LEO’s Eat ‘n’ Blog with Louisville HotBytes
(Treet’s Bakery Cafe, Speakeasy, Connor’s Place)

With three interesting new restaurants recently joining Bistro New Albany, Federal Hill, La Rosita and others in historic downtown New Albany, Louisville’s Sunny Side is looking mighty bright these days.

I’ve been eager to get over and check it out, but the scare stories about miles-long traffic backups during the recent I-64 construction had me so nervous that I wimped out and asked a Hoosier buddy, GREG GAPSIS, to pick up his knife and fork and tell us what’s going on over there.
Continue reading Things are looking bright on the Sunny Side

Asian adventures, New Albany style

The Onion
The Onion Restaurant and Tea House has built quite a following since it opened in New Albany a few years back. LEO photo by Nicole Pullen

LEO’s Eat ‘n’ Blog with Louisville HotBytes
(Onion Restaurant and Tea House, Tran Japanese Steakhouse)

It’s been a great pleasure, in recent years, to see such a surge of restaurant-related activity on the north side of the Ohio. The arrival of a growing variety of eateries in Southern Indiana is good news for “foodies” on both sides of the river.

In addition to the obvious – the boomlet of chain eateries on the riverfront and across the Clarksville strip – the region has been gifted in recent years with interesting, locally-owned independent restaurants that range from taquerias and Asian spots to casually sophisticated dining rooms. We’ll have more on that, and a deeper look at the New Albany restaurant renaissance in particular, coming soon.

One of the many epicenters of Southern Indiana eats activity, perhaps just a bit out of sight and out of the way for Kentucky diners, lies along Grant Line and Charlestown roads near I-265 on New Albany’s north side. Continue reading Asian adventures, New Albany style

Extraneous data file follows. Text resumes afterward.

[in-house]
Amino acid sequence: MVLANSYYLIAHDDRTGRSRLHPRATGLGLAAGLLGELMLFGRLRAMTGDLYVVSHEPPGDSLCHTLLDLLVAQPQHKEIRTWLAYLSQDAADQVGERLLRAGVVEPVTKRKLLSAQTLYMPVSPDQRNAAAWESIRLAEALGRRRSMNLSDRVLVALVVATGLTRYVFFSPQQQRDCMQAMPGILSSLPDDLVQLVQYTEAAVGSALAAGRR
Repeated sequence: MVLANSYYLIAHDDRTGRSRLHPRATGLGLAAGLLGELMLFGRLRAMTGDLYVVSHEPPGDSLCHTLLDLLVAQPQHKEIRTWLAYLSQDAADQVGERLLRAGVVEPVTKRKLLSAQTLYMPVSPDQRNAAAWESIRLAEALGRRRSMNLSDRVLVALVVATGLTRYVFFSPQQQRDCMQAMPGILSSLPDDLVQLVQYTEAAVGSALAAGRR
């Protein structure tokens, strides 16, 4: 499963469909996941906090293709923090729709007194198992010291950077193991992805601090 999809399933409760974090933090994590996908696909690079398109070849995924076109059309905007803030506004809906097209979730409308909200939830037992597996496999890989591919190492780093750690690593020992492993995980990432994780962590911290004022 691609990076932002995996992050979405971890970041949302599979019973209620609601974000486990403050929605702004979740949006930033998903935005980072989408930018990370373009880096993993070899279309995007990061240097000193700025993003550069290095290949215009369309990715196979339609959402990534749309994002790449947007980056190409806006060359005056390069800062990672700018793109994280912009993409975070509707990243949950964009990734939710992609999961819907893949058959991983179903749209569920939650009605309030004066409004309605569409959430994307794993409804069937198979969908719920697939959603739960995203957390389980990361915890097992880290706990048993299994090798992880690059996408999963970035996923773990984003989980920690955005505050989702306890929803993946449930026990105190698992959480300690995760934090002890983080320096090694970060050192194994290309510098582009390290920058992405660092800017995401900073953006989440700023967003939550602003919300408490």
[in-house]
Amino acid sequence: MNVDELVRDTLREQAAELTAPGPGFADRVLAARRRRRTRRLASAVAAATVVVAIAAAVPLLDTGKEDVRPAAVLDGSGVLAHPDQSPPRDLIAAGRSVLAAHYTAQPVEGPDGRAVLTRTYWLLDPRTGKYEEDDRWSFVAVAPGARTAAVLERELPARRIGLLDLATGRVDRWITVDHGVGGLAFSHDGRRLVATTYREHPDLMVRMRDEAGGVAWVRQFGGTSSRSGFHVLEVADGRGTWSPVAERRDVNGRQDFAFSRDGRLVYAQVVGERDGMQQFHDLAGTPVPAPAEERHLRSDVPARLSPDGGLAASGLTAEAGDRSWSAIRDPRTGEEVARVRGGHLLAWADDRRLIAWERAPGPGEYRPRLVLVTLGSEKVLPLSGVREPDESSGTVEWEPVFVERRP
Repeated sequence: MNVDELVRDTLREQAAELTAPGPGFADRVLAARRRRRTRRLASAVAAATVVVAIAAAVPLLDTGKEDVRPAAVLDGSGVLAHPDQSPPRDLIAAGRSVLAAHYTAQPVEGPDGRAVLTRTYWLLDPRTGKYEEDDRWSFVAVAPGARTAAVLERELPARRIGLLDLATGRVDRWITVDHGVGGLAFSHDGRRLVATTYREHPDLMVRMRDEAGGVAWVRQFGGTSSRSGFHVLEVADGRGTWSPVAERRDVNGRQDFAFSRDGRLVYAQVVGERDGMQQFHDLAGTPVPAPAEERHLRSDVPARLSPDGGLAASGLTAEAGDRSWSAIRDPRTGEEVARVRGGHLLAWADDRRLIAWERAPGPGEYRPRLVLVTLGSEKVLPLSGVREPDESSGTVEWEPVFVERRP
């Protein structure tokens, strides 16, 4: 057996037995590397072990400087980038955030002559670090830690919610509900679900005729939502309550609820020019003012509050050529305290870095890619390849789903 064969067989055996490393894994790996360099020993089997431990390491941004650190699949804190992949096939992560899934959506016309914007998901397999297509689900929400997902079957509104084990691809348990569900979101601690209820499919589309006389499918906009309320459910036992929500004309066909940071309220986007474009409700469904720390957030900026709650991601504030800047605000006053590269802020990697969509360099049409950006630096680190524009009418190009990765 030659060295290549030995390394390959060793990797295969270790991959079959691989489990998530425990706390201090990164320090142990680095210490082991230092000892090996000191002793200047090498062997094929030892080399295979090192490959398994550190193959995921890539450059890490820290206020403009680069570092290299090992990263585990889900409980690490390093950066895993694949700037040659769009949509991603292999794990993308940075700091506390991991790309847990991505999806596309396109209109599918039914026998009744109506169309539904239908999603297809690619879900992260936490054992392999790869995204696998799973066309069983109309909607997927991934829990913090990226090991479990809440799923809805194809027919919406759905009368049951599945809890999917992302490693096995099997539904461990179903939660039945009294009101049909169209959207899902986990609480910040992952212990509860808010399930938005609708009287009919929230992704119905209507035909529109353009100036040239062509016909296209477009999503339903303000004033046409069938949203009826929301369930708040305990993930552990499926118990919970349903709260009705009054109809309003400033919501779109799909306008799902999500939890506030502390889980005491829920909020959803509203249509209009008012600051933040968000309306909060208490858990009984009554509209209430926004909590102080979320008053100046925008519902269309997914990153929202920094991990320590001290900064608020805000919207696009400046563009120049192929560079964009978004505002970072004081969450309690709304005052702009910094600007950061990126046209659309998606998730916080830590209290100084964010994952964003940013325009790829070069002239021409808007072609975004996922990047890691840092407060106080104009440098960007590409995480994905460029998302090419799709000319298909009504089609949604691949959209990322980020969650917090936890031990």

Butterburger better?

Some pals with roots in Wisconsin (let’s not call them “cheeseheads”) were all but agog with delight when the Culver’s Butterburger chain came to town early this year, and I have to confess that the very idea of a butterburger intrigued me, too. Butter … burger … fat cooked in fat! What’s not to like?

It’s a pretty little fast-food place, too, a sizable cottage in blue and white, neat as a pin, with little square-paned windows that give it a sort of corporate faux-Colonial style.

The signature Deluxe Butterburger was thin and irregularly handformed, not unlike the burgers my mother used to make when we were young. It had a good beefy flavor but was too thin to make rare or juicy, and if there was any butter in it, I sure couldn’t tell by tasting it. The “deluxe” model came with a thin layer of bland yellow cheese, iceberg lettuce and pale tomato and pickle chips, perched on a large, boring white bun that dwarfed the burger.

A side of “cheese curds,” a Wisconsin specialty, proved to be balls of bland cheese, breaded and greasily fried. Frozen custard was the hit of the meal, properly creamy and smooth, although the chocolate flavor was very mild, more like cocoa than dark chocolate. Hmm … Butterburger, breaded-and-fried cheese and rich custard … I don’t think I should get my cholesterol checked today.

My wife’s choice, the Wisconsin Swiss Melt, was an even thinner burger topped with a paper-thin slice of bland white cheese and a ration of limp, greasy fried onions, grilled on rye until the rye was crunchy (and greasy, too). It came with limp and uninteresting fries.

With two soft drinks, all this came to $19.06, a bit spendy for a fast-food burger. I’d certainly choose it over Mickey D’s or Burger King, but it’s not worth a return trip to its suburban locale for me. Next time I want a burger, I’ll get the real thing at Granville Inn or maybe W.W. Cousin’s.

Culver’s of Louisville
4630 Hurstbourne Pkwy.
(There’s also a Culver’s in Corydon, Ind., at 240 Federal Drive, 812-738-6464.)